Breast cancer is the most common cancer worldwide in women and the second leading cause of cancer-related death in women in the United States. When compared with the general population, PLWHA have a similar or slightly lower risk of breast cancer1-3, the reason for which does not appear to be related to hormone deficiency2-4. Low breast cancer risk with HIV has been reported to be specifically linked to C-X-C chemokine receptor type 4 (CXCR4)-using variants of HIV. Binding of the HIV envelope protein to CXCR4 expressed by the neoplastic breast cells may induce apoptosis resulting in a lesser risk of breast cancer.
Unusual clinical presentations and rapid progression have been reported, suggesting that breast cancer may behave more aggressively in this setting5.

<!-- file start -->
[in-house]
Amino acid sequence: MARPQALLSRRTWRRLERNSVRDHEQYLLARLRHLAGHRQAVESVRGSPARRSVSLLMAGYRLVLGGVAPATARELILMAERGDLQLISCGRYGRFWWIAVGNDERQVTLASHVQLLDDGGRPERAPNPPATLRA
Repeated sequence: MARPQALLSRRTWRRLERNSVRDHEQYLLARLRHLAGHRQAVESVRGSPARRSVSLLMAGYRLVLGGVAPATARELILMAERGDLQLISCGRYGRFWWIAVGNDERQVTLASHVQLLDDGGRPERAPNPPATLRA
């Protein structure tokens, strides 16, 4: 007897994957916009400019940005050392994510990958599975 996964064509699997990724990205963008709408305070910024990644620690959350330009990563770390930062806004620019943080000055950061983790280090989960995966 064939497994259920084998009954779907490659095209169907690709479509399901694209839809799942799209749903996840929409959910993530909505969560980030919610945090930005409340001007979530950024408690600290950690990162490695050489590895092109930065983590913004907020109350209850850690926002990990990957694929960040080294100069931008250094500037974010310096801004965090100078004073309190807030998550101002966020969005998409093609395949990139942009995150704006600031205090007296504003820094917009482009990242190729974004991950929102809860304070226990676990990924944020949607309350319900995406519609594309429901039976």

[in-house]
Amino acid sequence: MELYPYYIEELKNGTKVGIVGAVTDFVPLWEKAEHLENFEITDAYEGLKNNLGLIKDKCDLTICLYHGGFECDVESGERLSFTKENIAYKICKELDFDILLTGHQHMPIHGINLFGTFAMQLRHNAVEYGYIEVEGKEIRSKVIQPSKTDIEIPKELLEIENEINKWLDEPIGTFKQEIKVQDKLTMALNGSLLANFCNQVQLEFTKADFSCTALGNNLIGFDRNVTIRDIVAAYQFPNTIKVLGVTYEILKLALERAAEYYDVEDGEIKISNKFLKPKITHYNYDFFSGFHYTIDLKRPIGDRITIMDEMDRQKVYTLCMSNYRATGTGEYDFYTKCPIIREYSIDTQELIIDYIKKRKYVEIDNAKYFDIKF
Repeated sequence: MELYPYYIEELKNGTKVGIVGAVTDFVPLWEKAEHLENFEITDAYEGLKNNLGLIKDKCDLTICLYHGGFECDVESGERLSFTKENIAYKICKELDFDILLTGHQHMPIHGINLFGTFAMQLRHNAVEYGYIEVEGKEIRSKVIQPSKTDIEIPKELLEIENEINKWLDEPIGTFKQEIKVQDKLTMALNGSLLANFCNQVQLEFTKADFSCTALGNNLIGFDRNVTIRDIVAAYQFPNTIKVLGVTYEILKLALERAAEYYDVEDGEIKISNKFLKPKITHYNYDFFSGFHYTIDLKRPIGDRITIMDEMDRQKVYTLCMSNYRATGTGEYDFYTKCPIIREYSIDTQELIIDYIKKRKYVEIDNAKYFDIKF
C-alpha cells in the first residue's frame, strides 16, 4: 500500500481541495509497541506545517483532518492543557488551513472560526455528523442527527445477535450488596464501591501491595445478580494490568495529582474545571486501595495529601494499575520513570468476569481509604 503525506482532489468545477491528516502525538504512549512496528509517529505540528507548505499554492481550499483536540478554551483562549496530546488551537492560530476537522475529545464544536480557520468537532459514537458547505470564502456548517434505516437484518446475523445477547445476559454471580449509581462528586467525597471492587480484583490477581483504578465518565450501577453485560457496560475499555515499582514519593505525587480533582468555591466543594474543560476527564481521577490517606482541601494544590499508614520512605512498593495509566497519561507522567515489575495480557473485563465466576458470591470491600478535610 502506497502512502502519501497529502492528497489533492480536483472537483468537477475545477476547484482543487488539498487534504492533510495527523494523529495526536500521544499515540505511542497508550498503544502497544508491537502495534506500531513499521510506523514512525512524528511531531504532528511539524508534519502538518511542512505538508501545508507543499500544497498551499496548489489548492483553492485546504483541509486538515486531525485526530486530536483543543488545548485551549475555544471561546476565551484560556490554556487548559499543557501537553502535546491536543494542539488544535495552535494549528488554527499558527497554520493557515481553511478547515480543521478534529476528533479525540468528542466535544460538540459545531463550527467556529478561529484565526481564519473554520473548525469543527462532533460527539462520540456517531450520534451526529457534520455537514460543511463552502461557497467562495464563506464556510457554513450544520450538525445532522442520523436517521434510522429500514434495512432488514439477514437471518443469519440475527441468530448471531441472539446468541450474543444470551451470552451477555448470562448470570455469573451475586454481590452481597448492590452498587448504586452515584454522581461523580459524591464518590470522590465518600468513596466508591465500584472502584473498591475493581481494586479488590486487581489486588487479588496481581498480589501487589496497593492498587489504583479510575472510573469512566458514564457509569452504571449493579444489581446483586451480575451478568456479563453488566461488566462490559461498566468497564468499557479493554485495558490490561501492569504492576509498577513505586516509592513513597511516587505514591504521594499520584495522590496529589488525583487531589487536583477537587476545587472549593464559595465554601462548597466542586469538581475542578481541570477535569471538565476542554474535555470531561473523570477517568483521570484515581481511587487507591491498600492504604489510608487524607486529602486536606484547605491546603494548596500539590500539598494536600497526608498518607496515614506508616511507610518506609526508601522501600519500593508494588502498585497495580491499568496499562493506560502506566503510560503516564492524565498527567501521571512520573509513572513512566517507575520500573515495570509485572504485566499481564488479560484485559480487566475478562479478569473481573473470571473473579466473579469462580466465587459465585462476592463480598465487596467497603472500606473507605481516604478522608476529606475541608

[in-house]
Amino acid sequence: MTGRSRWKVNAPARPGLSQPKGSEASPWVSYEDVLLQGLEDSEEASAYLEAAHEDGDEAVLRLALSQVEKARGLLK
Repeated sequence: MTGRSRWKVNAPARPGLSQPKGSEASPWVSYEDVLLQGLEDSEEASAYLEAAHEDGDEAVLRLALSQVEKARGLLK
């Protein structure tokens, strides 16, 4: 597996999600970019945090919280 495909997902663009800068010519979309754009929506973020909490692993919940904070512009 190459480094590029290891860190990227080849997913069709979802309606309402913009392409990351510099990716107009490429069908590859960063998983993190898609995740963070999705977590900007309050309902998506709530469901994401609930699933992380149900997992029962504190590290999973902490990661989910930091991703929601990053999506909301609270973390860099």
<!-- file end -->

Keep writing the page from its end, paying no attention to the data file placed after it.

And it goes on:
Screening modalities for breast cancer include mammography, screening ultrasonography, clinical and self-breast examination, MRI and breast tomosynthesis. Mammography, however, is the best studied and proven method to reduce mortality from breast cancer in the average-risk population1.
Mammography should be performed annually in women aged >50 years (strong recommendation, high quality evidence). In women aged 40–49 years, providers should perform individualized assessment of risk for breast cancer and inform them of the potential benefits and risks of screening mammography (strong recommendation, high quality evidence)5.
A meta-analysis of survival data from population-based RCTs from the U.S., Denmark, UK and Sweden suggests that screening for breast cancer is most appropriate for patients with a life expectancy greater than 10 years6.